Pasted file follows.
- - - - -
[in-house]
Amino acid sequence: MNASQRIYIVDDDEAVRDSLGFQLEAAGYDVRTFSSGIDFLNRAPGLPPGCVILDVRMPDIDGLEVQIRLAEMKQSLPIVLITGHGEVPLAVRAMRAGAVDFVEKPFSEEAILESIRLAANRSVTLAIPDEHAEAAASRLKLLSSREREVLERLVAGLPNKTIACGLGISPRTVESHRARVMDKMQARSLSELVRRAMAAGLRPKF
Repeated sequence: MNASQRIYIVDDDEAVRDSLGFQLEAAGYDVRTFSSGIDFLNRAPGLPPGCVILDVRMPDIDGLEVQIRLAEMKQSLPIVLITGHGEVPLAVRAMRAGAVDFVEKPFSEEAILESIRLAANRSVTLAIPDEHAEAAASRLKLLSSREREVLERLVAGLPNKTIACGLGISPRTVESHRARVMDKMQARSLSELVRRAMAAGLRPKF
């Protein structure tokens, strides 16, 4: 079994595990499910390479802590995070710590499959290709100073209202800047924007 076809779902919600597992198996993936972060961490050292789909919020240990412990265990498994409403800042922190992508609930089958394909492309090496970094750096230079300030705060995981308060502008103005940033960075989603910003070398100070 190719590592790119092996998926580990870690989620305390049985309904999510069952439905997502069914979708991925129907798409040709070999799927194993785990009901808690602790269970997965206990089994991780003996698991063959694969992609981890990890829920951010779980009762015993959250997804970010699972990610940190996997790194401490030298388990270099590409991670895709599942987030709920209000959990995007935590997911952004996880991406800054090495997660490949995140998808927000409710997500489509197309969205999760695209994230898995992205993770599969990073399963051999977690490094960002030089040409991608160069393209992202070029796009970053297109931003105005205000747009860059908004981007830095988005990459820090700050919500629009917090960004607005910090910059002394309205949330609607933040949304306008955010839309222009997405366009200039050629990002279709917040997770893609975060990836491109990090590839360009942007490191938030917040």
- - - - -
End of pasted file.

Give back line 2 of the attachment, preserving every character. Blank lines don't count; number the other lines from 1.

Amino acid sequence: MNASQRIYIVDDDEAVRDSLGFQLEAAGYDVRTFSSGIDFLNRAPGLPPGCVILDVRMPDIDGLEVQIRLAEMKQSLPIVLITGHGEVPLAVRAMRAGAVDFVEKPFSEEAILESIRLAANRSVTLAIPDEHAEAAASRLKLLSSREREVLERLVAGLPNKTIACGLGISPRTVESHRARVMDKMQARSLSELVRRAMAAGLRPKF